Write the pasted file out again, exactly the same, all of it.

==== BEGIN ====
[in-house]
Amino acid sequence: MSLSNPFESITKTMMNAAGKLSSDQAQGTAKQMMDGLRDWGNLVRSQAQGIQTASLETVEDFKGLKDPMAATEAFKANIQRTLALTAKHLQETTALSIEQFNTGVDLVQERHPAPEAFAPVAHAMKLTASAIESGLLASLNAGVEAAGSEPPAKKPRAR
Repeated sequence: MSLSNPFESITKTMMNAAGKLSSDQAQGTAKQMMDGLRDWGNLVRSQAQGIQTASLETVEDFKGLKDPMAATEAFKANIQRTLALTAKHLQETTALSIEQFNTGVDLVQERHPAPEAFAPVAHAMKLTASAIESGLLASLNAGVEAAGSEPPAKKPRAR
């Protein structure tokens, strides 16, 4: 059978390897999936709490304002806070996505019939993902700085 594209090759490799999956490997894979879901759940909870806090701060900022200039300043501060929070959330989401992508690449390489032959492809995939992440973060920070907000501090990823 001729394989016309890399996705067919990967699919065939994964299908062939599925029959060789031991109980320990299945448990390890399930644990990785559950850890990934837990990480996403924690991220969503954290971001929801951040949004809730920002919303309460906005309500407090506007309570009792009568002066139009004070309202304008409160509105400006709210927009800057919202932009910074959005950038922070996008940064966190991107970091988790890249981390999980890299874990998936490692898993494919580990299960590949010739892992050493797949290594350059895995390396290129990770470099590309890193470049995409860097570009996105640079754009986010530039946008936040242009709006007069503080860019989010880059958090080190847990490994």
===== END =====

[in-house]
Amino acid sequence: MSLSNPFESITKTMMNAAGKLSSDQAQGTAKQMMDGLRDWGNLVRSQAQGIQTASLETVEDFKGLKDPMAATEAFKANIQRTLALTAKHLQETTALSIEQFNTGVDLVQERHPAPEAFAPVAHAMKLTASAIESGLLASLNAGVEAAGSEPPAKKPRAR
Repeated sequence: MSLSNPFESITKTMMNAAGKLSSDQAQGTAKQMMDGLRDWGNLVRSQAQGIQTASLETVEDFKGLKDPMAATEAFKANIQRTLALTAKHLQETTALSIEQFNTGVDLVQERHPAPEAFAPVAHAMKLTASAIESGLLASLNAGVEAAGSEPPAKKPRAR
């Protein structure tokens, strides 16, 4: 059978390897999936709490304002806070996505019939993902700085 594209090759490799999956490997894979879901759940909870806090701060900022200039300043501060929070959330989401992508690449390489032959492809995939992440973060920070907000501090990823 001729394989016309890399996705067919990967699919065939994964299908062939599925029959060789031991109980320990299945448990390890399930644990990785559950850890990934837990990480996403924690991220969503954290971001929801951040949004809730920002919303309460906005309500407090506007309570009792009568002066139009004070309202304008409160509105400006709210927009800057919202932009910074959005950038922070996008940064966190991107970091988790890249981390999980890299874990998936490692898993494919580990299960590949010739892992050493797949290594350059895995390396290129990770470099590309890193470049995409860097570009996105640079754009986010530039946008936040242009709006007069503080860019989010880059958090080190847990490994």